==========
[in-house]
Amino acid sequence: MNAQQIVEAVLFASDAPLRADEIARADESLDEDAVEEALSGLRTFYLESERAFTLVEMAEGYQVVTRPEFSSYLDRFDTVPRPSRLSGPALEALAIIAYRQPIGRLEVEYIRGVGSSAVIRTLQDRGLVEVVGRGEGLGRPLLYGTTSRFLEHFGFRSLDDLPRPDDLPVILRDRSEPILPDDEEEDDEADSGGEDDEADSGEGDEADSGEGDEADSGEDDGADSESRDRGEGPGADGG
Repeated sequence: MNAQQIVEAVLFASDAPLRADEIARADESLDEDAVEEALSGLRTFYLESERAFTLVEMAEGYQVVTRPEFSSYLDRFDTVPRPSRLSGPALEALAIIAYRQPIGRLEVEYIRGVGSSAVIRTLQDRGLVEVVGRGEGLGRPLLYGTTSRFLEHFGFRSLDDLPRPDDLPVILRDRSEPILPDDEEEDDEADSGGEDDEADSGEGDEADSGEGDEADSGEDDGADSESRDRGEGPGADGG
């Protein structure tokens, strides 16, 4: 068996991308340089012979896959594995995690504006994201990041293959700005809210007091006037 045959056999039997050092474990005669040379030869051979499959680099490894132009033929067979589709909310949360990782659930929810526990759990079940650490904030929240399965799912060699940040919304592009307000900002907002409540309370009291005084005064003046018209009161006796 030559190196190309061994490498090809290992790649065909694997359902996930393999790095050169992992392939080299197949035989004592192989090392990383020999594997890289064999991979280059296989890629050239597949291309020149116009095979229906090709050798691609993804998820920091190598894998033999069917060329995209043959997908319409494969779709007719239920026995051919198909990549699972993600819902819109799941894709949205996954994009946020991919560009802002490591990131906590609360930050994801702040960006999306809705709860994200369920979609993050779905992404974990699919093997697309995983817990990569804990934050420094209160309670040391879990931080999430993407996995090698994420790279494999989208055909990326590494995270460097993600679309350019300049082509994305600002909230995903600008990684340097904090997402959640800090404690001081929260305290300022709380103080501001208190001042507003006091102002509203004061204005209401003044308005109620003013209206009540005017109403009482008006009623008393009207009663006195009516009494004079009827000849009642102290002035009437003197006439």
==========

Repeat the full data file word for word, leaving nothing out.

[in-house]
Amino acid sequence: MNAQQIVEAVLFASDAPLRADEIARADESLDEDAVEEALSGLRTFYLESERAFTLVEMAEGYQVVTRPEFSSYLDRFDTVPRPSRLSGPALEALAIIAYRQPIGRLEVEYIRGVGSSAVIRTLQDRGLVEVVGRGEGLGRPLLYGTTSRFLEHFGFRSLDDLPRPDDLPVILRDRSEPILPDDEEEDDEADSGGEDDEADSGEGDEADSGEGDEADSGEDDGADSESRDRGEGPGADGG
Repeated sequence: MNAQQIVEAVLFASDAPLRADEIARADESLDEDAVEEALSGLRTFYLESERAFTLVEMAEGYQVVTRPEFSSYLDRFDTVPRPSRLSGPALEALAIIAYRQPIGRLEVEYIRGVGSSAVIRTLQDRGLVEVVGRGEGLGRPLLYGTTSRFLEHFGFRSLDDLPRPDDLPVILRDRSEPILPDDEEEDDEADSGGEDDEADSGEGDEADSGEGDEADSGEDDGADSESRDRGEGPGADGG
């Protein structure tokens, strides 16, 4: 068996991308340089012979896959594995995690504006994201990041293959700005809210007091006037 045959056999039997050092474990005669040379030869051979499959680099490894132009033929067979589709909310949360990782659930929810526990759990079940650490904030929240399965799912060699940040919304592009307000900002907002409540309370009291005084005064003046018209009161006796 030559190196190309061994490498090809290992790649065909694997359902996930393999790095050169992992392939080299197949035989004592192989090392990383020999594997890289064999991979280059296989890629050239597949291309020149116009095979229906090709050798691609993804998820920091190598894998033999069917060329995209043959997908319409494969779709007719239920026995051919198909990549699972993600819902819109799941894709949205996954994009946020991919560009802002490591990131906590609360930050994801702040960006999306809705709860994200369920979609993050779905992404974990699919093997697309995983817990990569804990934050420094209160309670040391879990931080999430993407996995090698994420790279494999989208055909990326590494995270460097993600679309350019300049082509994305600002909230995903600008990684340097904090997402959640800090404690001081929260305290300022709380103080501001208190001042507003006091102002509203004061204005209401003044308005109620003013209206009540005017109403009482008006009623008393009207009663006195009516009494004079009827000849009642102290002035009437003197006439």